Design A cross-sectional survey of data-sharing policies in 2018 on journal websites and in data-sharing statements in randomised controlled trials (RCTs).

Setting ICMJE website; PubMed/Medline.

Eligibility criteria ICMJE-member journals and 489 ICMJE-affiliated journals that published an RCT in 2018, had an accessible online website and were not considered as predatory journals according to Beall’s list. One hundred RCTs for member journals and 100 RCTs for affiliated journals with a data-sharing policy, submitted after 1 July 2018.

Main outcome measures The primary outcome for the policies was the existence of a data-sharing policy (explicit data-sharing policy, no data-sharing policy, policy merely referring to ICMJE recommendations) as reported on the journal website, especially in the instructions for authors. For RCTs, our primary outcome was the intention to share individual participant data set out in the data-sharing statement.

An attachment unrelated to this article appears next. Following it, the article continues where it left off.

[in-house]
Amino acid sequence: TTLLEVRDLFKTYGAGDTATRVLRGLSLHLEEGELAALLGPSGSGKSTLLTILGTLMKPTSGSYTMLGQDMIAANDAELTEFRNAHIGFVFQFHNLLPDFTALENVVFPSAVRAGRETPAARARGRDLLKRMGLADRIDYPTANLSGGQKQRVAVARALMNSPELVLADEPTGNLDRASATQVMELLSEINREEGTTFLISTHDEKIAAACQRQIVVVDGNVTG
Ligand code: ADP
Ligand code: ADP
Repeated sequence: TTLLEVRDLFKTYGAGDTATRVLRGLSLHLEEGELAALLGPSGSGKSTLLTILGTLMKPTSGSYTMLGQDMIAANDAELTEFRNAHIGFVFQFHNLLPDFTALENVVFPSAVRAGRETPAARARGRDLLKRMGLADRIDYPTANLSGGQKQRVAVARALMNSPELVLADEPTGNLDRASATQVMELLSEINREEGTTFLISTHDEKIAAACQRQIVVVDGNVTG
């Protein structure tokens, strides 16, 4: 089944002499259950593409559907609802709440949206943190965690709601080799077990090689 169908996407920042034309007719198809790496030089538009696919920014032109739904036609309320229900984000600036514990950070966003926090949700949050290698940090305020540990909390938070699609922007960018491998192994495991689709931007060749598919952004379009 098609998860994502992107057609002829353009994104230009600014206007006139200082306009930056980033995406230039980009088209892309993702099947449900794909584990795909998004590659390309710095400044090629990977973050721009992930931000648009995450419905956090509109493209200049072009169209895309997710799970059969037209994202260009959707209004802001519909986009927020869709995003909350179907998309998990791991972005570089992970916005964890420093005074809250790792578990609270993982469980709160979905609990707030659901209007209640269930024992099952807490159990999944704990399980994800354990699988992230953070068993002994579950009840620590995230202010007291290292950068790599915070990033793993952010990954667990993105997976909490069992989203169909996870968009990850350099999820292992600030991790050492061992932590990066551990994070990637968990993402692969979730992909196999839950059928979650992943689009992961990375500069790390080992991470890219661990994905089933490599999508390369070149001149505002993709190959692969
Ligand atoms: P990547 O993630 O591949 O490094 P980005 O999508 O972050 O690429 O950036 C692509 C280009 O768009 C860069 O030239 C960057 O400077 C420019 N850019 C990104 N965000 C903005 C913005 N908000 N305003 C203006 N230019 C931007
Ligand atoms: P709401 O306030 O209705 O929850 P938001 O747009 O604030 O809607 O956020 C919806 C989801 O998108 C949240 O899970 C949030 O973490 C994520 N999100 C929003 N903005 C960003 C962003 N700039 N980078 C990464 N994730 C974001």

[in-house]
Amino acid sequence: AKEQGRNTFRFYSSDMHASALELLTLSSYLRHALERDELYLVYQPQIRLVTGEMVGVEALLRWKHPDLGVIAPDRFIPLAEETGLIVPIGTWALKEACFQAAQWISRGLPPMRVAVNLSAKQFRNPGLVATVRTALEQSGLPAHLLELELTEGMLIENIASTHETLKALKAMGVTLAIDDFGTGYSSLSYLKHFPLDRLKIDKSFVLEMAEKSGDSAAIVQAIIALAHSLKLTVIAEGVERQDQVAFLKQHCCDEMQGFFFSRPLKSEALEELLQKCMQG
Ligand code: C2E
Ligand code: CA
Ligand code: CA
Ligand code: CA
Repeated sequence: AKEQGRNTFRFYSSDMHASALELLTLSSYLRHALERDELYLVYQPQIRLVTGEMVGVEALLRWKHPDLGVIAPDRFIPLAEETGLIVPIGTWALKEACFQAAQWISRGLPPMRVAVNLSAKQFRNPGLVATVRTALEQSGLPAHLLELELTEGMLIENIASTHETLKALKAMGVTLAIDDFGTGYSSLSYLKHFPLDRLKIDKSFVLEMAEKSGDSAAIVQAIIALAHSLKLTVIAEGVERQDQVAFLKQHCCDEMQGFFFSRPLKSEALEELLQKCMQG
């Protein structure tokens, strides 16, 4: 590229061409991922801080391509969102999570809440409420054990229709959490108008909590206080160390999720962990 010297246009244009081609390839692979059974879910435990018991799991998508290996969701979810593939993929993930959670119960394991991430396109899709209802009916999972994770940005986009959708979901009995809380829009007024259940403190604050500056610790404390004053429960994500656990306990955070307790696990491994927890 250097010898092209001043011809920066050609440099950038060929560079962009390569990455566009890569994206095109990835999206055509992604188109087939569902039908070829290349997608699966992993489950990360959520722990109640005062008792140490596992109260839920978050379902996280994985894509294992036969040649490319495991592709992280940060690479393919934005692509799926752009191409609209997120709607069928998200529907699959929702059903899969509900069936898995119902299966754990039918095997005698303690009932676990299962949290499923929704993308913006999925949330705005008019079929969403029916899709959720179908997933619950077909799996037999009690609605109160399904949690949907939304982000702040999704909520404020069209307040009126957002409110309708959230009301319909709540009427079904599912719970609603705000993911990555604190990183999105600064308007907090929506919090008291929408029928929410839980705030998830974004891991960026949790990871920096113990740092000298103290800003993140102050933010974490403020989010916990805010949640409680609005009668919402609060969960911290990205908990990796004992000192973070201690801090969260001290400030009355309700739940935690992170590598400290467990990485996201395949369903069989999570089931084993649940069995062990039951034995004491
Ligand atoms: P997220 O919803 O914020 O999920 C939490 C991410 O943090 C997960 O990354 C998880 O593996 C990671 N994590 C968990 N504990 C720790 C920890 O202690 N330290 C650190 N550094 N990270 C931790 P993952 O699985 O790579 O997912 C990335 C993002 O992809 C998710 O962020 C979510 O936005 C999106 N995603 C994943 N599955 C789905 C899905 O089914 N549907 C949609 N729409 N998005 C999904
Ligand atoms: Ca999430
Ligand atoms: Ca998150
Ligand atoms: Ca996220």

Results Eight (out of 14; 57%) member journals had an explicit data-sharing policy on their website (three were more stringent than the ICMJE requirements, one was less demanding and four were compliant), five (35%) additional journals stated that they followed the ICMJE requirements, and one (8%) had no policy online. In RCTs published in these journals, there were data-sharing statements in 98 out of 100, with expressed intention to share individual patient data reaching 77 out of 100 (77%; 95% CI 67% to 85%). One hundred and forty-five (out of 489) ICMJE-affiliated journals (30%; 26% to 34%) had an explicit data-sharing policy on their website (11 were more stringent than the ICMJE requirements, 85 were less demanding and 49 were compliant) and 276 (56%; 52% to 61%) merely referred to the ICMJE requirements. In RCTs published in affiliated journals with an explicit data-sharing policy, data-sharing statements were rare (25%), and expressed intentions to share data were found in 22% (15% to 32%).